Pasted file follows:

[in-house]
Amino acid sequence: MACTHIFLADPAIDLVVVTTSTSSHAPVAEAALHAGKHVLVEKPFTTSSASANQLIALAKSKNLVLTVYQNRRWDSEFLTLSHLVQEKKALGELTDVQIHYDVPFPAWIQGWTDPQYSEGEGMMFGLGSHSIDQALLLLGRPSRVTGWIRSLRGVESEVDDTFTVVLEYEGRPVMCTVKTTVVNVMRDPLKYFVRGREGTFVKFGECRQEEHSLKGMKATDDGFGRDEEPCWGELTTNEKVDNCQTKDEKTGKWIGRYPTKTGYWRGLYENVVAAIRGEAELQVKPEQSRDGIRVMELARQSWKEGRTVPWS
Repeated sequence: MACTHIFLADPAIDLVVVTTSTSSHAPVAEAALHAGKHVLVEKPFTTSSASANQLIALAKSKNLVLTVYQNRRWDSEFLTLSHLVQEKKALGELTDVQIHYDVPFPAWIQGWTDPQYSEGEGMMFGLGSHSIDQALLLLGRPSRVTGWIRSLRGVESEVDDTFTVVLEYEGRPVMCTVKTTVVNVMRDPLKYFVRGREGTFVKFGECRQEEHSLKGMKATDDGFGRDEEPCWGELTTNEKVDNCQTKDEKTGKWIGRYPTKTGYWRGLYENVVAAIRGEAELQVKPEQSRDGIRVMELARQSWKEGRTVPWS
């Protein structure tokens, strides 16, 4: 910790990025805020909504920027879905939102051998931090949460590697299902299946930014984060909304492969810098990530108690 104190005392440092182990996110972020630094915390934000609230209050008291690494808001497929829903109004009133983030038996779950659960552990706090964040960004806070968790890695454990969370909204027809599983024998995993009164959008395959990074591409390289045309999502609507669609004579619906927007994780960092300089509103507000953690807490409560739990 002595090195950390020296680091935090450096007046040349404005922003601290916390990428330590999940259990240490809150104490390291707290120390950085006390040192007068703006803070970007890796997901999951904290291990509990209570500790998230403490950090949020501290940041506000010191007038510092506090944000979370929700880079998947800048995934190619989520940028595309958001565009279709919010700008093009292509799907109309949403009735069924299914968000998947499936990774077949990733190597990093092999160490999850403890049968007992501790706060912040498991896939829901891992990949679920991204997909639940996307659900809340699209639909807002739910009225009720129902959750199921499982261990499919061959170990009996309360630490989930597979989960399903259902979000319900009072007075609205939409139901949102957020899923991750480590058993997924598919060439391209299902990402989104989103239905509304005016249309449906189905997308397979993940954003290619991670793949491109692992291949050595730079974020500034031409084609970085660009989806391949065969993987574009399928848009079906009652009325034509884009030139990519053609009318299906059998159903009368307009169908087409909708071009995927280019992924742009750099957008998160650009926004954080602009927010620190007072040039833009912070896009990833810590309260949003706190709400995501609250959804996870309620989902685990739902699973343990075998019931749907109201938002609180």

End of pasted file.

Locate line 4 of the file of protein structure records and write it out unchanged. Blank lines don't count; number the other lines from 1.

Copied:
């Protein structure tokens, strides 16, 4: 910790990025805020909504920027879905939102051998931090949460590697299902299946930014984060909304492969810098990530108690 104190005392440092182990996110972020630094915390934000609230209050008291690494808001497929829903109004009133983030038996779950659960552990706090964040960004806070968790890695454990969370909204027809599983024998995993009164959008395959990074591409390289045309999502609507669609004579619906927007994780960092300089509103507000953690807490409560739990 002595090195950390020296680091935090450096007046040349404005922003601290916390990428330590999940259990240490809150104490390291707290120390950085006390040192007068703006803070970007890796997901999951904290291990509990209570500790998230403490950090949020501290940041506000010191007038510092506090944000979370929700880079998947800048995934190619989520940028595309958001565009279709919010700008093009292509799907109309949403009735069924299914968000998947499936990774077949990733190597990093092999160490999850403890049968007992501790706060912040498991896939829901891992990949679920991204997909639940996307659900809340699209639909807002739910009225009720129902959750199921499982261990499919061959170990009996309360630490989930597979989960399903259902979000319900009072007075609205939409139901949102957020899923991750480590058993997924598919060439391209299902990402989104989103239905509304005016249309449906189905997308397979993940954003290619991670793949491109692992291949050595730079974020500034031409084609970085660009989806391949065969993987574009399928848009079906009652009325034509884009030139990519053609009318299906059998159903009368307009169908087409909708071009995927280019992924742009750099957008998160650009926004954080602009927010620190007072040039833009912070896009990833810590309260949003706190709400995501609250959804996870309620989902685990739902699973343990075998019931749907109201938002609180």